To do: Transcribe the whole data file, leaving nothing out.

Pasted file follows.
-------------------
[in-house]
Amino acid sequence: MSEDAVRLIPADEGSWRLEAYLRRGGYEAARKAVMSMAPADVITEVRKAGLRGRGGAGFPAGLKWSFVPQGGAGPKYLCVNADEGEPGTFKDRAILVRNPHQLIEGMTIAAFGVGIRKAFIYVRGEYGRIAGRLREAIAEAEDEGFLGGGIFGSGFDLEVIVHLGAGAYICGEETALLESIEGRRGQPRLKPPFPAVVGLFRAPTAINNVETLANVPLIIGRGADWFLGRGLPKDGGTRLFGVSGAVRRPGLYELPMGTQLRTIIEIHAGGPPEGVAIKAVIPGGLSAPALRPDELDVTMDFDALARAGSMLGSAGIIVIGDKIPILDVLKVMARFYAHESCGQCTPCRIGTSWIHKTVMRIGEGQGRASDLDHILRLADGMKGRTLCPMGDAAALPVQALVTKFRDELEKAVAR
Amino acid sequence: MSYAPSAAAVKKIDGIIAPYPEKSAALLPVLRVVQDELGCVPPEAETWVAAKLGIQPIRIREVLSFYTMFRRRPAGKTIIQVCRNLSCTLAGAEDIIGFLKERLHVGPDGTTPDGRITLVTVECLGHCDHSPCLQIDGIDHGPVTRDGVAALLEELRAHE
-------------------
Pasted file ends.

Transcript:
[in-house]
Amino acid sequence: MSEDAVRLIPADEGSWRLEAYLRRGGYEAARKAVMSMAPADVITEVRKAGLRGRGGAGFPAGLKWSFVPQGGAGPKYLCVNADEGEPGTFKDRAILVRNPHQLIEGMTIAAFGVGIRKAFIYVRGEYGRIAGRLREAIAEAEDEGFLGGGIFGSGFDLEVIVHLGAGAYICGEETALLESIEGRRGQPRLKPPFPAVVGLFRAPTAINNVETLANVPLIIGRGADWFLGRGLPKDGGTRLFGVSGAVRRPGLYELPMGTQLRTIIEIHAGGPPEGVAIKAVIPGGLSAPALRPDELDVTMDFDALARAGSMLGSAGIIVIGDKIPILDVLKVMARFYAHESCGQCTPCRIGTSWIHKTVMRIGEGQGRASDLDHILRLADGMKGRTLCPMGDAAALPVQALVTKFRDELEKAVAR
Amino acid sequence: MSYAPSAAAVKKIDGIIAPYPEKSAALLPVLRVVQDELGCVPPEAETWVAAKLGIQPIRIREVLSFYTMFRRRPAGKTIIQVCRNLSCTLAGAEDIIGFLKERLHVGPDGTTPDGRITLVTVECLGHCDHSPCLQIDGIDHGPVTRDGVAALLEELRAHE